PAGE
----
Appends a value to the database. The encoding of this value will be handled by the flumelog, will callback when value is successfully written to the log (or it errors). On success, the callback will return the new maximum sequence in the log.

If value is an array of values, it will be treated as a batched write. By the time of the callback, flumedb.since will have been updated.

flumedb.use(name, createFlumeview) => self

Installs a flumeview module. This will add all methods that the flumeview describes in it's modules property to flumedb[name] If name is already a property of flumedb then an error will be thrown. You probably want to add plugins at startup, but given the streaming async nature of flumedb, it will work completely fine if you add them later!

flumedb.rebuild (cb)

Destroys all views and rebuilds them from scratch. If you have a large database and lots of views this might take a while, because it must read completely through the whole database again. cb will be called once the views are back up to date with the log. You can continue using the various read APIs and appending to the database while it is being rebuilt, but view reads will be delayed until those views are up to date.


closes all flumeviews.

flumedb.closed => boolean

set to true if flumedb.close() has been called

flumedb.views => object

flumeviews that are currently being used by flumedb

flumelog api

The flume log is the heart of the flumedb setup - it's the cannonical store of data, and all state is stored there. In contrast, all flume views are derived / generated completely from the data in the log, so they can be blown away and regenerated easily.

Each type of log defines the following methods, which are then exposed by flumedb (e.g. flumelog.get is what defines flumedb.get) for you to access.

flumelog.get (seq, cb)

Retrives the value at position seq in the log.

Returns a source stream over the log. It supports options familiar from leveldb ranges, i.e. lt, gt, lte, gte, reverse, live, limit.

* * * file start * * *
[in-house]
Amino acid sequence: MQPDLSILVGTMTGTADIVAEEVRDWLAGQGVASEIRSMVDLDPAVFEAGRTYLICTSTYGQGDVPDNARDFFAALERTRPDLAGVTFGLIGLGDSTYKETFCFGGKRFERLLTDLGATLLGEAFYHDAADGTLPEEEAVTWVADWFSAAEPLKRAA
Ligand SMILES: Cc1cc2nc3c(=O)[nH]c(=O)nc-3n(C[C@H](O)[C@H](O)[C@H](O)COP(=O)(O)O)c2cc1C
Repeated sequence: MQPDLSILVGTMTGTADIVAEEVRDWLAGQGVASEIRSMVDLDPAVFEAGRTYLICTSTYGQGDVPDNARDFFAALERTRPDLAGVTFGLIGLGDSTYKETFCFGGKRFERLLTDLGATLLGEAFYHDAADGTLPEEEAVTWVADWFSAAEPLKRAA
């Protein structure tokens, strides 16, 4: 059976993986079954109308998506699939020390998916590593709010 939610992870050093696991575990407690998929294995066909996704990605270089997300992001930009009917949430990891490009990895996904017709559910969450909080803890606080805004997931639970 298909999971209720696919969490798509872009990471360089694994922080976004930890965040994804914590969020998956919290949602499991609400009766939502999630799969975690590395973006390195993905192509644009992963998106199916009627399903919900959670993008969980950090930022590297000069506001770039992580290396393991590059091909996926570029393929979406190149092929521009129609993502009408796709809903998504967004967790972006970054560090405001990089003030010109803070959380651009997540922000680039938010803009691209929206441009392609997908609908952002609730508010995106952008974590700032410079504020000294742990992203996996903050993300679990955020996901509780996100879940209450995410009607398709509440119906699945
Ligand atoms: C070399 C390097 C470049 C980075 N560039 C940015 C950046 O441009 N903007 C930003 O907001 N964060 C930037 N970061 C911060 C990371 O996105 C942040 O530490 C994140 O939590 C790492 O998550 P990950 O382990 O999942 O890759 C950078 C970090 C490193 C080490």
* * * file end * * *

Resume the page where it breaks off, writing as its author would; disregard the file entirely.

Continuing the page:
flumelog.since => observable

An observable which represents the state of the log. If the log is uninitialized it should be set to undefined, and if the log is empty it should be -1 if the log has data, it should be a number larger or equal to zero.

flumelog.append (value, cb(err, seq))

Appends a value (or array of values) to the log, and returns the new latest sequence. flumelog.since is updated before calling cb.

flumelog.dir => directory name

The filename of the directory this flumelog is persisted in (this is used by the views, if they are also persistent).

flumeview api

A flumeview provides a read API, and a streaming sink that accepts data from the log (this will be managed by flumedb).

flumeview.since => observable

The current state of the view (this must be the sequence of the last value processed by the view) a flumeview must process items from the main log in order, otherwise inconsistencies will occur.

flumeview.createSink (cb)

Returns a pull-stream sink that accepts data from the log. The input will be {seq, value} pairs. cb will be called when the stream ends (or errors).

flumeview.destroy (cb)

Wipe out the flumeview's internal (and persisted) state, and reset flumeview.since to -1.

flumeview.close (cb)

flush any pending writes and release resources, etc.

flumeview.methods = {<key>:'sync'|'async'|'source'}

An object describing the methods exposed by this view. A view needs to expose at least one method (otherwise, why is it useful?).

These the corresponding methods will be added at flumedb[name][key]. If they type is async or source the actual call to the flumeview[key] method will be delayed until flumeview.since is in up to date with the log. sync type methods will be called immediately.

If you would rather not wait for the view to get up to date with the log, but just want the data that is already in the index. provide the option since: -1 to the view call. This works for async and source apis. If since is a positive number, the view will wait until it's at least up that up to date.

flumeview.ready (cb)

A ready method is also added to each mounted flumeview which takes a callback which will be called exactly once, when that view is up to date with the log (from the point where it is called).




modular database where logs are moved with streams